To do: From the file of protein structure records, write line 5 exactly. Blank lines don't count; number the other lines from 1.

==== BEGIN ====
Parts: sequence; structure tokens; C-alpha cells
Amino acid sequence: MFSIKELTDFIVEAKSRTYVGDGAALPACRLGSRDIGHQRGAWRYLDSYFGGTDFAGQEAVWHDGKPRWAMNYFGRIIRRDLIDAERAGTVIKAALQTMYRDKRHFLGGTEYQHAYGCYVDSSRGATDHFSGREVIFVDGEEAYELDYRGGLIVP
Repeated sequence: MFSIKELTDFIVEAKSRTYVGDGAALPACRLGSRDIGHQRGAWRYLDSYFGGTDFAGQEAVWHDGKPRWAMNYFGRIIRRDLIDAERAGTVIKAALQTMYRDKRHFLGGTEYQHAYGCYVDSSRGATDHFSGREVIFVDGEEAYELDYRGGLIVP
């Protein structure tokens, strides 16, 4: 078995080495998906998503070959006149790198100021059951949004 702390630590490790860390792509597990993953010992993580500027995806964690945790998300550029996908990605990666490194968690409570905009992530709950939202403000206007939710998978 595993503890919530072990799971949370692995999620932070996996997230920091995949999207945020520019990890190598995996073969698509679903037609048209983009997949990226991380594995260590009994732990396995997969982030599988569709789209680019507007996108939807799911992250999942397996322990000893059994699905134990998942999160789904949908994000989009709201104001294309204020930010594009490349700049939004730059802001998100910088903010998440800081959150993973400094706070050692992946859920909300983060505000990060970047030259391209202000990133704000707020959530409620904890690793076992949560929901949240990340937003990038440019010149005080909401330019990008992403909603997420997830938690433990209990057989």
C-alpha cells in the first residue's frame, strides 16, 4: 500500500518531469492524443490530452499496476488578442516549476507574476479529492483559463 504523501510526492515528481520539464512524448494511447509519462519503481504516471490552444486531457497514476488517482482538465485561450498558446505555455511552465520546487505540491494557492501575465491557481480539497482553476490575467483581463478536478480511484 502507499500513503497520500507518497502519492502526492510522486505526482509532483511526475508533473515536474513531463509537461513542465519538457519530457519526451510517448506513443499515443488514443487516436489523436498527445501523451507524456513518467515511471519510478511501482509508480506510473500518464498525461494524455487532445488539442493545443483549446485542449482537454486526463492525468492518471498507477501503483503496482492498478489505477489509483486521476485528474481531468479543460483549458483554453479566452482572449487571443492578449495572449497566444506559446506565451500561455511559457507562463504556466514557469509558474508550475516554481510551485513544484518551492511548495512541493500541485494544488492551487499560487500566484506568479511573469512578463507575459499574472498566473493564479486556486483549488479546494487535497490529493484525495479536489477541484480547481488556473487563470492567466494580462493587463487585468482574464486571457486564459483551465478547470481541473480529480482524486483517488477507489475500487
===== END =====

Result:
C-alpha cells in the first residue's frame, strides 16, 4: 500500500518531469492524443490530452499496476488578442516549476507574476479529492483559463 504523501510526492515528481520539464512524448494511447509519462519503481504516471490552444486531457497514476488517482482538465485561450498558446505555455511552465520546487505540491494557492501575465491557481480539497482553476490575467483581463478536478480511484 502507499500513503497520500507518497502519492502526492510522486505526482509532483511526475508533473515536474513531463509537461513542465519538457519530457519526451510517448506513443499515443488514443487516436489523436498527445501523451507524456513518467515511471519510478511501482509508480506510473500518464498525461494524455487532445488539442493545443483549446485542449482537454486526463492525468492518471498507477501503483503496482492498478489505477489509483486521476485528474481531468479543460483549458483554453479566452482572449487571443492578449495572449497566444506559446506565451500561455511559457507562463504556466514557469509558474508550475516554481510551485513544484518551492511548495512541493500541485494544488492551487499560487500566484506568479511573469512578463507575459499574472498566473493564479486556486483549488479546494487535497490529493484525495479536489477541484480547481488556473487563470492567466494580462493587463487585468482574464486571457486564459483551465478547470481541473480529480482524486483517488477507489475500487